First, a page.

In 2003, Attorney General John Ashcroft and acting AG James Comey refused to reauthorize W’s unconstitutional, warrantless domestic spy program.
When the Bush regime tried to take advantage of its hospital bed-ridden AG, then-FBI director Bob Mueller ordered armed FBI agents to stop the Secret Service from removing James Comey from the premises, if necessary:
Ashcroft keeled over with gallstone pancreatitis. He was sedated and scheduled for surgery. Comey was now the acting attorney general. He and the president were required to reauthorize Stellar Wind on March 11 for the program to continue. When Comey learned [Bush regime lawyer Alberto Gonzalez] and [Andy Card] were heading to the hospital of the night of March 10 to get the signature of the barely conscious Ashcroft, Comey raced to Ashcroft’s hospital room to head them off. When they arrived, Ashcroft lifted his head off the pillow and told the president’s men that he wouldn’t sign. Pointing at Comey, he said: ‘There is the attorney general.’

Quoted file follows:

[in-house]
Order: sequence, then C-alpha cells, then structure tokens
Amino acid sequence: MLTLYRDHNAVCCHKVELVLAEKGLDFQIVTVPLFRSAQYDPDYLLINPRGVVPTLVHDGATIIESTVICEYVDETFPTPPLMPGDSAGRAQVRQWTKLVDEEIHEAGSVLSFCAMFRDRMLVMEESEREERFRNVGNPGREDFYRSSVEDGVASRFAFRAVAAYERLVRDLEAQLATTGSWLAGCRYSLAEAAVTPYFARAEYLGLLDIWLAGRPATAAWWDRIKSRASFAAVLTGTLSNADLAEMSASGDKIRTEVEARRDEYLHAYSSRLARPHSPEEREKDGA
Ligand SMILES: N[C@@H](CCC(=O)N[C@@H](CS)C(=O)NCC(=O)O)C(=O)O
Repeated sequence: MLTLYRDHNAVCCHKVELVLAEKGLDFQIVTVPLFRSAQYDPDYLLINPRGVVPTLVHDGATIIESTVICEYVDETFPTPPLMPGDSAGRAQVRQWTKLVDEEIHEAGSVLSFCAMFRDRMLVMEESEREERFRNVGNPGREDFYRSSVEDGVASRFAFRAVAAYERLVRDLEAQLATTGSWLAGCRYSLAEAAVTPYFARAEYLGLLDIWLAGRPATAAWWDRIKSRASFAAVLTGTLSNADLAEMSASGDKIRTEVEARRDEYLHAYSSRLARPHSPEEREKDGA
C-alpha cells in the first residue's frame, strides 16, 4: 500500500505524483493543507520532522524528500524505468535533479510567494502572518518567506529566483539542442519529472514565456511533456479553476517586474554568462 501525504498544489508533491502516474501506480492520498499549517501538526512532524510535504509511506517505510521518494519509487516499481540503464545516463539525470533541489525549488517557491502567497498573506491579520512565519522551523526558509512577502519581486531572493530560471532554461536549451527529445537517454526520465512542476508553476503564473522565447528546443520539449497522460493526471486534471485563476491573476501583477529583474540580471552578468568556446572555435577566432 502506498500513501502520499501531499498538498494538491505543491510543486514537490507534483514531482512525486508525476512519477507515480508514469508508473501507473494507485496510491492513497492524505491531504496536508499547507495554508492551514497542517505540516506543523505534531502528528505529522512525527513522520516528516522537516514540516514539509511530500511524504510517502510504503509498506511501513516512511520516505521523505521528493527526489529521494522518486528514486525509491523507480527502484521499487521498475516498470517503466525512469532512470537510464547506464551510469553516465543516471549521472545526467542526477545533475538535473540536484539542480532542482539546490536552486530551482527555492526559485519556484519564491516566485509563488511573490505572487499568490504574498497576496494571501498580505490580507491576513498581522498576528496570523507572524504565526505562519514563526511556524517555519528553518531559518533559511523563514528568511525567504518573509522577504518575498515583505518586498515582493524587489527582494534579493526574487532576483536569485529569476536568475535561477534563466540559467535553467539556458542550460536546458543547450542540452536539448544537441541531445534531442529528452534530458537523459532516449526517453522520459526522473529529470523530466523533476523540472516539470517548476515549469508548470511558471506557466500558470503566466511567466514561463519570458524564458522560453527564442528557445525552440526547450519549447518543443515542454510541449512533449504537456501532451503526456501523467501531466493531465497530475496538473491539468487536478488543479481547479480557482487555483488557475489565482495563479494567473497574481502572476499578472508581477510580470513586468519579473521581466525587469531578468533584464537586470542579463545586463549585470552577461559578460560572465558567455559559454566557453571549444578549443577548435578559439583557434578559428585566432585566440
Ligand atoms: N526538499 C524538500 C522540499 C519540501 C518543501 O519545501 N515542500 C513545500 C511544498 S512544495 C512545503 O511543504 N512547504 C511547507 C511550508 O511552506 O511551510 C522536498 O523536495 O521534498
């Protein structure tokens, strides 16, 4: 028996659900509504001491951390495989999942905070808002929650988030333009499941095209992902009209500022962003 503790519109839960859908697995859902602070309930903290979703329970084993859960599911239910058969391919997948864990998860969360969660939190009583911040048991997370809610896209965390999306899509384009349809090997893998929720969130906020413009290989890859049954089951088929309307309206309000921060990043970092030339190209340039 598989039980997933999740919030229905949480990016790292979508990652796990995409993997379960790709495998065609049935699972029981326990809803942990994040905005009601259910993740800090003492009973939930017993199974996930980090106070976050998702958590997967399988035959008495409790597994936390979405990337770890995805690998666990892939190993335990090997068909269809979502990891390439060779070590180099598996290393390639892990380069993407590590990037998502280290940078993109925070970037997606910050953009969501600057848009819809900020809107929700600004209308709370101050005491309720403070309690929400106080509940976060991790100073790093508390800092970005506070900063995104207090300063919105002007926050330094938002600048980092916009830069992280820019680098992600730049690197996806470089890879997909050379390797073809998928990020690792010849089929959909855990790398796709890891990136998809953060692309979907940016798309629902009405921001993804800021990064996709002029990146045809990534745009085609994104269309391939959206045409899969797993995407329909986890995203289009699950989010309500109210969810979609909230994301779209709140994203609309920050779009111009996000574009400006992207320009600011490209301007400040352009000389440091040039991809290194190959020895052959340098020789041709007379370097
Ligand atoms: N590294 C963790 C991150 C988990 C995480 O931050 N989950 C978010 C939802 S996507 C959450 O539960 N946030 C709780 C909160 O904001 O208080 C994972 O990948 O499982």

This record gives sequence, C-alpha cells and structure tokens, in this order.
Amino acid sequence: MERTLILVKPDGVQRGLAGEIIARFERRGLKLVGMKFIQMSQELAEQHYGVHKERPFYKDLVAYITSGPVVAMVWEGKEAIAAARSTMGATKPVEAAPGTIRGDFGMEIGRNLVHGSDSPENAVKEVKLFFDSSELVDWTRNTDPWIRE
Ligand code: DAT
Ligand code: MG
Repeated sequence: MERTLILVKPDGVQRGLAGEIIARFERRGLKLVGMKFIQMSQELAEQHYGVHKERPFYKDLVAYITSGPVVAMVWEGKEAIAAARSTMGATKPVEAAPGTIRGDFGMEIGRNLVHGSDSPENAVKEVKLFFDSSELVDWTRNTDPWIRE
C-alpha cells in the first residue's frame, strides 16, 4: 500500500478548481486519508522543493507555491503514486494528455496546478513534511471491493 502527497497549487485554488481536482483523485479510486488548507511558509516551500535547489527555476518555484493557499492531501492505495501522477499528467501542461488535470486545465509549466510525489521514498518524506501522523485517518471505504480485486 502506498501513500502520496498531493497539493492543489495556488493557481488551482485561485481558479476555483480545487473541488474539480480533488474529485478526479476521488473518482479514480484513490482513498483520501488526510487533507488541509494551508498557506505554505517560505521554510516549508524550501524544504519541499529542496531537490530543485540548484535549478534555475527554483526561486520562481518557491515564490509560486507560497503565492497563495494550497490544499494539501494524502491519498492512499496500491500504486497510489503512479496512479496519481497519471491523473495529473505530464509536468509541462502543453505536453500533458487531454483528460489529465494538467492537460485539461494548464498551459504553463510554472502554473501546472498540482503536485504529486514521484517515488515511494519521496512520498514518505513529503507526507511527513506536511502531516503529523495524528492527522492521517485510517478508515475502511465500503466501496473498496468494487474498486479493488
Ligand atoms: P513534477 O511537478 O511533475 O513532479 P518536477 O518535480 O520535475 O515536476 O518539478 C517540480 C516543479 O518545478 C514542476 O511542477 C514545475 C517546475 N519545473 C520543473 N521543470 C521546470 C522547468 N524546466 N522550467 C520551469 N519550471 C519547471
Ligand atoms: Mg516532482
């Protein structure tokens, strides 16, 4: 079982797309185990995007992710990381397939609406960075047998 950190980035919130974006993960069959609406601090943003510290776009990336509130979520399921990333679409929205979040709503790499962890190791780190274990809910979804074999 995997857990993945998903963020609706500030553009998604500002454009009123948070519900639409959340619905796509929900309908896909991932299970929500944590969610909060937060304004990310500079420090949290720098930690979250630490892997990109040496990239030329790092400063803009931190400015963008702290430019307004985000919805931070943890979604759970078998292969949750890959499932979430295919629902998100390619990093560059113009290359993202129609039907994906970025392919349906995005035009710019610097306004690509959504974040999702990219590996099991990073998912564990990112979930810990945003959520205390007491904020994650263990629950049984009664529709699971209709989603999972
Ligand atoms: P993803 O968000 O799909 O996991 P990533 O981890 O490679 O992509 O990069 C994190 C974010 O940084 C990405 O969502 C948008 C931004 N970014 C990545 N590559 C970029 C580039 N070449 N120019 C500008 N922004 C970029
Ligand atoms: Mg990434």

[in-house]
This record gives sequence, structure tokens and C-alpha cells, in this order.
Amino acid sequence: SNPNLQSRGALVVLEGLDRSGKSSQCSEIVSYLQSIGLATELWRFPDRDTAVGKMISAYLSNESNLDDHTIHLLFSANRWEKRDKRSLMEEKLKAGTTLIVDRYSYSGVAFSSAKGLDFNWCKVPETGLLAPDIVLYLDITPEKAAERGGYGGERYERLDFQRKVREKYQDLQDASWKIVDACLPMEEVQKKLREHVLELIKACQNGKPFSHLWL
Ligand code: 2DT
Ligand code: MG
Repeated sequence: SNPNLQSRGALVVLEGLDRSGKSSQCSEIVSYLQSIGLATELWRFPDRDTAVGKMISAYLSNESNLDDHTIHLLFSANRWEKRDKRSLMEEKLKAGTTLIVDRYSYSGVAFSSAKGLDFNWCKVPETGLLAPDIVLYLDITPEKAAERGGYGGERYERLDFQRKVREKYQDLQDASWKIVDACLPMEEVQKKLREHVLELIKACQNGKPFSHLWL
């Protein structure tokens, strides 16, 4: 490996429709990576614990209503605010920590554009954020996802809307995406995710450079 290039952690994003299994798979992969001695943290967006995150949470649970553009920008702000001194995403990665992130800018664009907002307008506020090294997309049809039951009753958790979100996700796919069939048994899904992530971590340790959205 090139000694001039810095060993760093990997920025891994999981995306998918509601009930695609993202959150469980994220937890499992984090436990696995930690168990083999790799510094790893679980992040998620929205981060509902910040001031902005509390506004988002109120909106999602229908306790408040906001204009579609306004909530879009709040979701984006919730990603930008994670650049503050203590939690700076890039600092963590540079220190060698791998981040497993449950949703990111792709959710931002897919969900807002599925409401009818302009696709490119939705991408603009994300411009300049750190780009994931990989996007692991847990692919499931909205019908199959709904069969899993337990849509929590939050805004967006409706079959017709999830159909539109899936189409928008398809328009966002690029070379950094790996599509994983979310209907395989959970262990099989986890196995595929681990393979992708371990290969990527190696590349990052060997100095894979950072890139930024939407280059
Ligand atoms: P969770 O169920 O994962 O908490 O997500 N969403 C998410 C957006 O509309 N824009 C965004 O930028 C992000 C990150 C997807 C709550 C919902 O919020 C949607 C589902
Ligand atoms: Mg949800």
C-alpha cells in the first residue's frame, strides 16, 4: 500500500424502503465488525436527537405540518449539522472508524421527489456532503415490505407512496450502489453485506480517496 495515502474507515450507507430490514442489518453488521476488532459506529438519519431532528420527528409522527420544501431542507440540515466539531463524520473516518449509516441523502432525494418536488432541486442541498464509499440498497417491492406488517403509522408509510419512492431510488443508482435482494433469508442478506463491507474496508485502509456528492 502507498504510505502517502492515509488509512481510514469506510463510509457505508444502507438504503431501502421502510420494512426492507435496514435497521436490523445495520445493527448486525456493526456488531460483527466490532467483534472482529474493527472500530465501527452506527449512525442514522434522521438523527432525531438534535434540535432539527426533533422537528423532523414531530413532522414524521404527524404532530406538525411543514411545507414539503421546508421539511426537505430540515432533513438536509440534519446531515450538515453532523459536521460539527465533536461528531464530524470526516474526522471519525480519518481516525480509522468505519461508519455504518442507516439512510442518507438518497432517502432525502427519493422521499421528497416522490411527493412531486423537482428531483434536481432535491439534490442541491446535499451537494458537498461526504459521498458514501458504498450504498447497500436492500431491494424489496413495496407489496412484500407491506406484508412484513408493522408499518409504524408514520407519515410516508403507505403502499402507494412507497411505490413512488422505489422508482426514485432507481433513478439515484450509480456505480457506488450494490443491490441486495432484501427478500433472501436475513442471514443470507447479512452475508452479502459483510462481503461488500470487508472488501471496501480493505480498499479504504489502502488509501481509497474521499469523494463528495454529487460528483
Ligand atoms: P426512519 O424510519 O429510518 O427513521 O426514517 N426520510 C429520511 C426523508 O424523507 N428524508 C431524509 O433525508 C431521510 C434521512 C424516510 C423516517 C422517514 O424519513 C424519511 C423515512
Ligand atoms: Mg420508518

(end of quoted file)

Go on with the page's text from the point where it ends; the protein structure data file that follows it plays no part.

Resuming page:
Despite Ashcroft and Comey’s refusal to sign off, W. insisted on keeping the illegal program in place– at which point, Bob Mueller got Ned Stark AF:
At 1:30 a.m…Mueller drafted a letter of resignation…if the president did not back down, ‘I would be constrained to resign as director of the FBI.’
Seven hours later, with the letter in the breast pocket of his suit, Mueller sat alone with Bush in the Oval Office. Once again, the F.B.I. had joined a battle against a president. Mueller’s notes show that he told Bush in no uncertain terms that ‘a presidential order alone’ could not legalize Stellar Wind. Unless the N.S.A. brought Stellar Wind within the constraints of the law, he would lose his F.B.I. director, the attorney general and the acting attorney general. In the end, Bush relented
Of course, Ned Stark’s honor paid off handsomely and he lived happily ever after.